They all said they couldn’t wear their legs because of the pain, the rubbing, the heat and how uncomfortable the whole thing was.

“I don’t know how it is with girls but as a male you don’t need a big bulky thing digging into your groin and pushing against things. And I had two of them,” Jamie said with a laugh.

I can relate to their tales of pain and yet I always still chose to wear my leg. I can’t help but wonder if they are in more pain then me or whether it is the same, but I just put up with and get on with it.

Is it just as painful for me and simply that I want to live as normal life as possible so I just suck it up and deal with it?

I also wonder if it is because they have never known a more comfortable leg they haven’t persevered. They have known what it is like to walk with two legs so wearing a prosthetic one couldn’t possible compare. While I can’t say that any of my legs have been wonderfully comfortable there have been ones that are better than others. And anytime you get a new leg it is like breaking in a wild brumby or a new pair of shoes. It is incredibly uncomfortable and hard to walk at first but slowly you get used to it. They wouldn’t have known this so perhaps haven’t preserved as long as I have.

The nurses load me up with a cocktail of drugs and that is it, I’m free.

Sitting in the car I find it hard to sit comfortably. Any chair that my stump slightly hangs over the edge has been hard to sit in since the surgery. It’s fine for a few minutes then it starts to cramp and throb and become unbearable.

On the way home Mum and I stop by the mobility aid shop to buy a chair for the shower.

I’m still wearing my hospital nametag and Mum tells the lady in the shop that I just got out of hospital today.

“She had her leg amputated, a bit,” she tells her.

A bit? I can see her eyebrows raise.

Last stop before home is JB Hi Fi to pick up some TV series to watch during my recovery. Mum wheels me in in the wheelchair and again I am struck by how differently people treat me when I am in a wheelchair.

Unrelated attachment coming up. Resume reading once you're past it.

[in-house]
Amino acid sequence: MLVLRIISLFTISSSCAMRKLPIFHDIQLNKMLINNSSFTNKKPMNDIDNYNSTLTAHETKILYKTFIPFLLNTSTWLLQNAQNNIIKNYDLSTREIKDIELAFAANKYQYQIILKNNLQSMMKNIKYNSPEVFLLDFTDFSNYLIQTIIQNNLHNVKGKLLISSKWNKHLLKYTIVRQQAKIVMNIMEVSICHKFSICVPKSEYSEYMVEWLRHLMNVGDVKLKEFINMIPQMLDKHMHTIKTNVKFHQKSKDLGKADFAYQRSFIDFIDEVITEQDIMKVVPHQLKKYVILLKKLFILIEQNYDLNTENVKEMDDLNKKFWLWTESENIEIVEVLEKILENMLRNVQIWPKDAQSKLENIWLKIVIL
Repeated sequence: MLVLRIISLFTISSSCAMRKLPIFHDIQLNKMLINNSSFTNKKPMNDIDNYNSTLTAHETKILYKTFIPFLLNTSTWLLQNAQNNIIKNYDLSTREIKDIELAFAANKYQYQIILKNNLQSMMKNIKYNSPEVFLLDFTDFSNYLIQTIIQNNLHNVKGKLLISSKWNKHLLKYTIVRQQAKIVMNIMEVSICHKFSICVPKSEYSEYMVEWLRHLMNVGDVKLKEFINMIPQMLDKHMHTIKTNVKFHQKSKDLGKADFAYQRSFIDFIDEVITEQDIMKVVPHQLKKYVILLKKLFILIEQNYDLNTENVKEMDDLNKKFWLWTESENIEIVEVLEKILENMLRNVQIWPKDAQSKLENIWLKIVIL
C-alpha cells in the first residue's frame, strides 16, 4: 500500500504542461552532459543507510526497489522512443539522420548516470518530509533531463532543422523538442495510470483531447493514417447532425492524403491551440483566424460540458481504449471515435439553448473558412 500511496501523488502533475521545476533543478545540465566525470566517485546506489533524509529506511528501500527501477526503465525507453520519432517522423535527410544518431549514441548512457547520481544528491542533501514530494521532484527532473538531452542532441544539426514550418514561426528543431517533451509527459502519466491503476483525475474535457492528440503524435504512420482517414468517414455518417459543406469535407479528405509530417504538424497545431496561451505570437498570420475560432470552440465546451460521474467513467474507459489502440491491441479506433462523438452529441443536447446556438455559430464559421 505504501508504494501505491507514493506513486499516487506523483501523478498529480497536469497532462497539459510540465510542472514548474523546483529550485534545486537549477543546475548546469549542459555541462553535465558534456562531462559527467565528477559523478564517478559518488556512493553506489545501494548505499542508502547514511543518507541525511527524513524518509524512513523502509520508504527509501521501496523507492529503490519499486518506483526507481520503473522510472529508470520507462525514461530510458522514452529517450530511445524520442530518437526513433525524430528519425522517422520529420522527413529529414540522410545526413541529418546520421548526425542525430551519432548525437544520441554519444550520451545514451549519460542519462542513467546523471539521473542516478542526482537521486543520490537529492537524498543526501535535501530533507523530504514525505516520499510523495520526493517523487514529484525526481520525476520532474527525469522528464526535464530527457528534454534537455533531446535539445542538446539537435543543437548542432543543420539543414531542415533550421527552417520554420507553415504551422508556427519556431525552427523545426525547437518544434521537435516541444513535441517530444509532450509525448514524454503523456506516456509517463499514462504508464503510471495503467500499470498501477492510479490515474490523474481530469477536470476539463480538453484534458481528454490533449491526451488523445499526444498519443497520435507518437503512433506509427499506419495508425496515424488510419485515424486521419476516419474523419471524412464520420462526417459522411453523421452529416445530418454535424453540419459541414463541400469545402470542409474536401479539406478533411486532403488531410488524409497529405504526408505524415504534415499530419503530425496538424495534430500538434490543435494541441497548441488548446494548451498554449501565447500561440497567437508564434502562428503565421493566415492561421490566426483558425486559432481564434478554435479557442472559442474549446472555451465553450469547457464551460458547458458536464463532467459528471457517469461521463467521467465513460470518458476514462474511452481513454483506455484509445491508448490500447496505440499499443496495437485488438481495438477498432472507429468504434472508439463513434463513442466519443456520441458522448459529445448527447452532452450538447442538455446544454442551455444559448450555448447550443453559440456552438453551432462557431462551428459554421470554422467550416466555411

Mum accidently rams into the back of a guy’s heels. He spins around but instead of going off he apologises to us. He apolgises even though It was entirely our fault.

I ask about getting a new iPhone 5 while we are there. The guy can’t find my name on the waiting list but takes one look at the wheelchair and hands me the last one in the cupboard.

Score for the wheelchair.

That night I had my first hallucination.

I woke up in the middle of the night to the sound of something breathing in my room. I lay still and listen and there it goes again. I can feel a panic rising within me. I hear it a third time and call out to Mum. She can’t hear me and my calls become more and more frantic. My heart is hammering.

She rushes in a look of concern painted on her face. I tell her with my voice rising that there is something breathing in my room. She flicks the light on. There is nothing there.

“Shhhh shhh listen,” I say.

“There’s something breathing in here. Like a small animal or an alien.”

Silence. There is nothing. I feel like a fool as I look about the empty room.

It wasn’t spiders but there was my first hallucination.  I’m officially going mad.